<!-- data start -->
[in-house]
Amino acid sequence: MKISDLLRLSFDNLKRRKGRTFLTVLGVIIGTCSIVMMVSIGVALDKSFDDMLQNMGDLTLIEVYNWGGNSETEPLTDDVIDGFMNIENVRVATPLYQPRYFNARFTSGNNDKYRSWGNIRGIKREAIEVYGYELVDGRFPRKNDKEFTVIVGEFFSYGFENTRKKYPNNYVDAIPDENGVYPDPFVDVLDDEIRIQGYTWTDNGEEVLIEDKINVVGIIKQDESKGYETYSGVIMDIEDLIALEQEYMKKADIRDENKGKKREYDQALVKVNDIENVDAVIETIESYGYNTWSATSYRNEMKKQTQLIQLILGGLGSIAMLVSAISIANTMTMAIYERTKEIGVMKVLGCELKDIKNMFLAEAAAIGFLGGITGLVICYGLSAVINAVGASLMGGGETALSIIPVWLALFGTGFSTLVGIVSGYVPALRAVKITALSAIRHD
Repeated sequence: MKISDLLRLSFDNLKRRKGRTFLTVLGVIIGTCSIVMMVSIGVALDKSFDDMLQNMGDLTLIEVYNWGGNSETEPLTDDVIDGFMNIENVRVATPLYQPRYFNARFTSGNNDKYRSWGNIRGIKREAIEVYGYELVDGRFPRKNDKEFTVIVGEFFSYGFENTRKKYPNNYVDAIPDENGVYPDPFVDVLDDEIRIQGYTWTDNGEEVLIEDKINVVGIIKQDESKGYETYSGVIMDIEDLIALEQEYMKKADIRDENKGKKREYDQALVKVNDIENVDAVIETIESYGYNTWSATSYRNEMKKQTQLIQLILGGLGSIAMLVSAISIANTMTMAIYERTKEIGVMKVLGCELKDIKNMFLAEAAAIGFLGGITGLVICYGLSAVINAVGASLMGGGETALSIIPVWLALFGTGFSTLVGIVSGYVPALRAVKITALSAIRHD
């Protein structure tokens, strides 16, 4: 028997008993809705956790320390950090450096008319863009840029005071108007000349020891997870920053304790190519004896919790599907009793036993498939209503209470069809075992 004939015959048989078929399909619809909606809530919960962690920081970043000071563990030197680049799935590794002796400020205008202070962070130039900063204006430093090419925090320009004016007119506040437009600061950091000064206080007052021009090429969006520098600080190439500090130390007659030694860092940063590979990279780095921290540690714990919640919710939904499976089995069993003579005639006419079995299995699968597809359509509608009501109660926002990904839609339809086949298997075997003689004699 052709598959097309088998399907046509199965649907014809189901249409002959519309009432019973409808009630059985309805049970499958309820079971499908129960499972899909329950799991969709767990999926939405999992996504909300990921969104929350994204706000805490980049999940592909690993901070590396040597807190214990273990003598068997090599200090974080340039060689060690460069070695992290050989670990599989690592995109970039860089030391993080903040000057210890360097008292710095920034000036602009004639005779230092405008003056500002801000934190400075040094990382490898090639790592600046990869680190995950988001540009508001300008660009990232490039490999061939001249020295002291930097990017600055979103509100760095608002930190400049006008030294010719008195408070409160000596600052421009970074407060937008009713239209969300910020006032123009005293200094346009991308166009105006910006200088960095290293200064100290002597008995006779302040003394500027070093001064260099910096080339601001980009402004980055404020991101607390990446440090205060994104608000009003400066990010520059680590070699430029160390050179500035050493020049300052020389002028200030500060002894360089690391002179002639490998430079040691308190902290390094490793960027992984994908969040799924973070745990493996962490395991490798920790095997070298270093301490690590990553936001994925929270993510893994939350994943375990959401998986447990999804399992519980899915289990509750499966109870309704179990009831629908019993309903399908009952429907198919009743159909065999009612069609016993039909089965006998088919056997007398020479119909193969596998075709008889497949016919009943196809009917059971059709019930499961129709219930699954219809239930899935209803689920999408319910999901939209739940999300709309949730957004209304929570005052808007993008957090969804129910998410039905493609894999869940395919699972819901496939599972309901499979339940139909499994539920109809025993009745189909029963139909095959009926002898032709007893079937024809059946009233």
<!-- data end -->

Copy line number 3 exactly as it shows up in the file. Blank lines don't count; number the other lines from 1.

Repeated sequence: MKISDLLRLSFDNLKRRKGRTFLTVLGVIIGTCSIVMMVSIGVALDKSFDDMLQNMGDLTLIEVYNWGGNSETEPLTDDVIDGFMNIENVRVATPLYQPRYFNARFTSGNNDKYRSWGNIRGIKREAIEVYGYELVDGRFPRKNDKEFTVIVGEFFSYGFENTRKKYPNNYVDAIPDENGVYPDPFVDVLDDEIRIQGYTWTDNGEEVLIEDKINVVGIIKQDESKGYETYSGVIMDIEDLIALEQEYMKKADIRDENKGKKREYDQALVKVNDIENVDAVIETIESYGYNTWSATSYRNEMKKQTQLIQLILGGLGSIAMLVSAISIANTMTMAIYERTKEIGVMKVLGCELKDIKNMFLAEAAAIGFLGGITGLVICYGLSAVINAVGASLMGGGETALSIIPVWLALFGTGFSTLVGIVSGYVPALRAVKITALSAIRHD